My Co-worker Just Published a Book
“This is it,” a female coworker said as I passed her cubicle. She was reading a paperback novel with a weird alien and an attractive woman on the cover. My coworker probably should have been on the computer doing actual work, but I didn’t mention that.
“This is what?” I asked.
“The book,” she said.
“Your book?” I said. She didn’t strike me as the science fiction type.
“No, it’s ________ book.” I didn’t recognize the name she’d said.
“Whose book?” I said, still confused.
“You know, from the ____________ department.”
I still didn’t know who she was talking about, but when she showed me the author’s photo on the back cover, I said, “Oh, THAT guy.”
I recognized the author as a guy who works at our company. I see the guy a lot at work, but I’ve never talked to him. He doesn’t talk to me either. That made me feel like I wasn’t obligated to read his novel. If he had been within my small circle of acquaintances at work, I would have felt obligated.
Out of curiosity, I bought the book on Amazon anyway and began reading it. As far as science fiction goes, it’s okay. It doesn’t do anything I haven’t seen or read about before. I mean, that’s not what I’m going to say to anybody who asks. I have a few complimentary comments ready which will show everybody at work that I’ve actually read the entire book.
The coworker author set the book up as a series, so there’s a cliffhanger at the end of the book, and I might give the coworker grief if he takes too long to finish the second book. He doesn’t know me well, so if I start calling him George RR Martin for taking too long, he might not understand where I’m coming from, and that could cause friction at work, even though we don’t really have anything to do with each other. My sense of humor doesn’t go over well with people who don’t know me.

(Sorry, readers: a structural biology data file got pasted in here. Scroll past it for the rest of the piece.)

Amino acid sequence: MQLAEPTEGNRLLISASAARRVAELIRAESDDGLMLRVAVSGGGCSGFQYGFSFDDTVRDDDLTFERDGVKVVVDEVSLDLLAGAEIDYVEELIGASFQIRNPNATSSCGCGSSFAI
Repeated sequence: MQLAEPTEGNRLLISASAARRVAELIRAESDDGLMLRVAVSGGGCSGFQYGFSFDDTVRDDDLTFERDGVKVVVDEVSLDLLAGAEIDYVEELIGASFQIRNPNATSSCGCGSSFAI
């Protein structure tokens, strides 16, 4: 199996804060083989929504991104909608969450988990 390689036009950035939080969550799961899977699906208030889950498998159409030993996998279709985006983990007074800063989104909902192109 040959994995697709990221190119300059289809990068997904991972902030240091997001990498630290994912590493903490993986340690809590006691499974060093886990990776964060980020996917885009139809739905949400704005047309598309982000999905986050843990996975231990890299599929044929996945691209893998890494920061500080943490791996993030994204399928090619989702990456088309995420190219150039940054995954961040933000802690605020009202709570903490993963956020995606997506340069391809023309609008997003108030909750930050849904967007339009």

The paperback sells for just under $15.00 and the Kindle is $3.99. It’s kind of overpriced for its size, but I don’t think the coworker author has much control over that. I would put it up on this blog, but I’m trying to sell my own ebooks (like this one right here!! If you like this blog, you’ll probably like this too!).
It would hurt my feelings if somebody else’s book got more attention on my blog than my own ebooks. Plus, the coworker author has already gotten a lot of people from work to buy his book. To be fair, I don’t know how hard he pitched his book to everybody in his department. He’s not a boss, so he can’t threaten anybody. But it seems like he needs friends and coworkers to keep his sales rank up. He has a few Amazon reviews (all 5-stars), but I recognize the names of a couple reviewers (coworkers), so I’m curious how this book will do once the friends/family/coworkers are done buying it.
I would ask the coworker some questions about his publishing experience (and how it’s going), but it would be awkward. Again, he doesn’t know me, so there would be no reason for me to come up to him out of nowhere and pester him about his book, especially since I’m not ready to tell people (coworkers and friends) about my blog and ebooks just yet.
I’m curious how successful this author will be in the long run. He’s going about things in a different way than I am. I’m going the indie route and using my blog, and in a few years when my kids don’t need me watching over them/driving them around all the time, I can devote more time to writing and trying new social media strategies. In the meantime, I hope he’s successful, and I’ll probably buy his second book.
But I hope he can drop the price a little next time.